First time with hop rhizomes

I picked up some hop rhizomes hopefully to plant them tomorrow. I’m working on clearing out a spot behind my garage. Which I plan on setting up a pulley system to an eye hook at the peak and send up 4 lines. How far apart should different varieties be planted. I bought 2 cascade and 2 magnum. Here is a picture of the location. It gets plenty of sun. and is plenty tall enough for some long shoots. What do you think? Garage is 24’ x 24’. So I should be able to space out the 2 varieties maybe 8ft a decent amount apart and just plant 2 of the same about 4ft.

My first year I planted Cascade and they did terrible (northern MN), I have since planted Chinook and Columbus which are doing great, the Cascade never made it. My advise is label them well, I have no idea what is growing where. Perhaps that is the reason people say to plant them a distance apart, otherwise I see no reason to space them more than a foot apart. Prep the soil well and water daily. I have a neighbor who grows hops on their 6’ chain link fence (variety unknown) and they do awesome, so I’m not sure why everyone thinks hops must grow high. But daily watering is vital.

My four plants are about four five feet from one another. I feel like that’s plenty of space. I grow up lines to the top of a six foot fence and train them back and forth.

The documentation that I had says, different varieties plant 5 or more feet apart, same varieties plant 3 feet apart. The root structures get large, so you don’t want different varieties too close to each other. Plus you want the rhizome plenty of space to take root, no pun intended! :wink:

I’ve read different varieties needs 5’. Same varieties need 3’. I suggest reading up on growing them. Lots of free info online. I gave up on mine because I travel a lot on weekends and couldn’t water them.

There you go. 3 and 5 feet. You have the space so use it.

First one, 4’ from the corner, then 5"-3" from there… I would put a 2’x3’ box around them to somewhat keep them contained. Maybe make the boxes out of 2"x12". Do nestle the boxes into existing ground about 4". Put a bunch of composted stuff in to about 4" from the top… Compact that, then lay in yer hops and cover with about 2" of miracle grow potting soil… Oh it’ll grow… This year let it grow till about beginning of july and save the two healthiest bines per box… Yes, cut the others right off! :dizzy_face: Let them crawl up yer twin! keep the deer away too! Next year should start gittin’ hops fer brewing… If you got some cedar shakes, write the name on it with a magic marker and stick it in the box, kinda like grave markers… Sneezles61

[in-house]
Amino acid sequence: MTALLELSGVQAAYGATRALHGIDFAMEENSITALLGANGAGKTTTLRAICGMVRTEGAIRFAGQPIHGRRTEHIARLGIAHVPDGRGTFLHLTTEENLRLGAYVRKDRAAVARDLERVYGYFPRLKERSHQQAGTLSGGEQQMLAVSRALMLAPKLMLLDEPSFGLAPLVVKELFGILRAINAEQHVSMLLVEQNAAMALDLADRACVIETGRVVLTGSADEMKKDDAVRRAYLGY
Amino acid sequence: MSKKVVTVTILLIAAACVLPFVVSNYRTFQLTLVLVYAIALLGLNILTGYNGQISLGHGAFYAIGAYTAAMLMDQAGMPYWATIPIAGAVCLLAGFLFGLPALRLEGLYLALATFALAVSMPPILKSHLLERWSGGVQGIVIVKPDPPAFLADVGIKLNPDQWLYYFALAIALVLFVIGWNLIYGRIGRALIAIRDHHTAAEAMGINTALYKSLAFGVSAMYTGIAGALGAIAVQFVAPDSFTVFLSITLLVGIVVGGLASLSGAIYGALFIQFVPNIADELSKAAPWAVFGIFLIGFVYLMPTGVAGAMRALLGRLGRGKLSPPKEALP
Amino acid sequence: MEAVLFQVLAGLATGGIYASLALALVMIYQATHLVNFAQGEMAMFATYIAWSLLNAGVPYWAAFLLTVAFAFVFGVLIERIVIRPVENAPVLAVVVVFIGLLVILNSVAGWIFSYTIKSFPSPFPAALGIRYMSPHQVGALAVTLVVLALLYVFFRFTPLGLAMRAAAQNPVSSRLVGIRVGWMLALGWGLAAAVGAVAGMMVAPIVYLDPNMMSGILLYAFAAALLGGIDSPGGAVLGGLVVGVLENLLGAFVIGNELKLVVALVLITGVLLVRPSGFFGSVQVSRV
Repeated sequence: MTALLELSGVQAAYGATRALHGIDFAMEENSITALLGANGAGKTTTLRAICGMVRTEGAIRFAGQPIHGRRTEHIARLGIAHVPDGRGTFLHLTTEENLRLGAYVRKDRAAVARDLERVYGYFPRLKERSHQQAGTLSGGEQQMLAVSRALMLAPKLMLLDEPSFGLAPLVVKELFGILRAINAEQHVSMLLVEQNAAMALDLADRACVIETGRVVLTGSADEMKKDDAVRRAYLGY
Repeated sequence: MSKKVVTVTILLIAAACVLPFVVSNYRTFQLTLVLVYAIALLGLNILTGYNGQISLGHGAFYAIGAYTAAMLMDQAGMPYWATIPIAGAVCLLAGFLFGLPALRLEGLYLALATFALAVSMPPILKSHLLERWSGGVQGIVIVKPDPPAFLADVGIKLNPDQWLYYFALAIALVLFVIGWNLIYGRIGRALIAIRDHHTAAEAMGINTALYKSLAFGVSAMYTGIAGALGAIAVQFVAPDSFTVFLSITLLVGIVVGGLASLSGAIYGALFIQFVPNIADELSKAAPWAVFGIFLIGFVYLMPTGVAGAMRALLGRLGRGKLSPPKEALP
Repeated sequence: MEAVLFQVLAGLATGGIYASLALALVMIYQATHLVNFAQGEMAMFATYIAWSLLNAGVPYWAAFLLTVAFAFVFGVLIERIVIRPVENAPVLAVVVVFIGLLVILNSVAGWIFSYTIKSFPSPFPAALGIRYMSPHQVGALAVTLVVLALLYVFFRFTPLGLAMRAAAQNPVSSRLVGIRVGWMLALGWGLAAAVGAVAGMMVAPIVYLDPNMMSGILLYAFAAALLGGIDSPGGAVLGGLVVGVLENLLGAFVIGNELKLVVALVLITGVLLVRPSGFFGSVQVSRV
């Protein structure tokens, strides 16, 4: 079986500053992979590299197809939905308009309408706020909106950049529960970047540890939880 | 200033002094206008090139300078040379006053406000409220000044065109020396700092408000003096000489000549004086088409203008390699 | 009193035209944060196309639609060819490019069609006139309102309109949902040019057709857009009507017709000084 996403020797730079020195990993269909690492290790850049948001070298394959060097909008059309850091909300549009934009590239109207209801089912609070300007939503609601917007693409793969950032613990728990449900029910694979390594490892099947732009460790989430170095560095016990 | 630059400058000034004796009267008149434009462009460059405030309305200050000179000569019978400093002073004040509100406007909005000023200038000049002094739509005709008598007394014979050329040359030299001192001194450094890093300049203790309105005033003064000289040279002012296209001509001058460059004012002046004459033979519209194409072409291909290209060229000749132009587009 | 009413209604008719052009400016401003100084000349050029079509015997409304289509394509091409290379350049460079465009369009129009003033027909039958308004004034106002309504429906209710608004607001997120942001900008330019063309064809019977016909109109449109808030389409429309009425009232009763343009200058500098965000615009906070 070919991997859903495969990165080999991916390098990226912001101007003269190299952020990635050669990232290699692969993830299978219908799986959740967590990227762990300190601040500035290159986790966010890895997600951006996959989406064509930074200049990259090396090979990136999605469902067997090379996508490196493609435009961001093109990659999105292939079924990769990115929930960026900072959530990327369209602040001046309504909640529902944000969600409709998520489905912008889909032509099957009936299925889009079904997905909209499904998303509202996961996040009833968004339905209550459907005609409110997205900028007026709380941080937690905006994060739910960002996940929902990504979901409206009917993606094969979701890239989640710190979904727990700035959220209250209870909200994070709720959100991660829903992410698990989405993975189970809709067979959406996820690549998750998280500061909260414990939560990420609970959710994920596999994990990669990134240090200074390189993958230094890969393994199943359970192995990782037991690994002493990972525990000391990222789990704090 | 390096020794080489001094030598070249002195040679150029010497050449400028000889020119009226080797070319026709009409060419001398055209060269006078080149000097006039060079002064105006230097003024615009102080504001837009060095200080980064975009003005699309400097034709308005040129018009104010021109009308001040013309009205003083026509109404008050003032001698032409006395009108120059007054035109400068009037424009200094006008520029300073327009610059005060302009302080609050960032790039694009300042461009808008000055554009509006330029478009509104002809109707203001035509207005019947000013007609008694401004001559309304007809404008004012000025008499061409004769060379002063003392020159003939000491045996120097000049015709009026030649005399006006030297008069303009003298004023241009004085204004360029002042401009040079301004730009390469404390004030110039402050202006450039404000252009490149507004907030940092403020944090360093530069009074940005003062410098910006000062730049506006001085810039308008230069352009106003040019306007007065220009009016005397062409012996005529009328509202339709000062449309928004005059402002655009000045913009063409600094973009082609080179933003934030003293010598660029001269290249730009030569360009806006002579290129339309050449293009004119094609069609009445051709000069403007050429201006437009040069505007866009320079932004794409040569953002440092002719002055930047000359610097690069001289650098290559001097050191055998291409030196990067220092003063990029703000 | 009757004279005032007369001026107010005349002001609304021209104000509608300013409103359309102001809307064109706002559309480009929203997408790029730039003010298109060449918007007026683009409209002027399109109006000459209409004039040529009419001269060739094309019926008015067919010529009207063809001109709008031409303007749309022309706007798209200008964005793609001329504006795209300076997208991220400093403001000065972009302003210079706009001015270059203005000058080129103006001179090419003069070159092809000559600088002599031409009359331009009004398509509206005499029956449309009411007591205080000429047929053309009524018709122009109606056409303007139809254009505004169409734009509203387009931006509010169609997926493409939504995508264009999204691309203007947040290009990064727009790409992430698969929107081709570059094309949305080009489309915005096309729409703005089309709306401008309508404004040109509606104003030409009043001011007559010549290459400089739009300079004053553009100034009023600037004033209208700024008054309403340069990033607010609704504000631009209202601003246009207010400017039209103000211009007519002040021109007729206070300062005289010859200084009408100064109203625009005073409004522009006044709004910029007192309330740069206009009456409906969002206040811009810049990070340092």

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." I have a neighbor who grows hops on their 6’ chain link fence (variety unknown) and they do awesome, so I’m not sure why everyone thinks hops must grow high. But daily watering is vital."

I grow hops on an unused clothesline in the back yard. While I think I might get a smaller crop than if they grew straight up and high I get plenty for my needs.
I find that daily watering is not always a must… By using a slow drip that allows water to seep down deep into the ground it’s okay to not water every single day. After all hops are basically weeds (useful weeds, but weeds none the less) and have grown wild without any help from man for a really long time.

Here’s what I came up with. I shrunk down the area I used. Same varieties are 2 feet apart and are separated by 7 feet from the other variety. I’m a little nervous about amount of sunlight. The magnum rhizomes have a taller climb since its offset closer to the peak. Bought a few bags of Scotts premium topsoil dug a good sized hole for each. Mixed in a bunch of the top soil down into the hole with my existing soil. Filled it until the rhizome would be about 1-2" from the top and covered them. I planted magnum vertical since they had small shoots parallel to the rhizome coming off the end and the cascade horizontal since it had some smaller buds coming off perpendicular. The cascade rhizomes looked puny compared to the magnum rhizomes. Pay no attention to the nasty looking siding on the back of the garage. It was overgrown and I cleared it all out but didn’t clean it well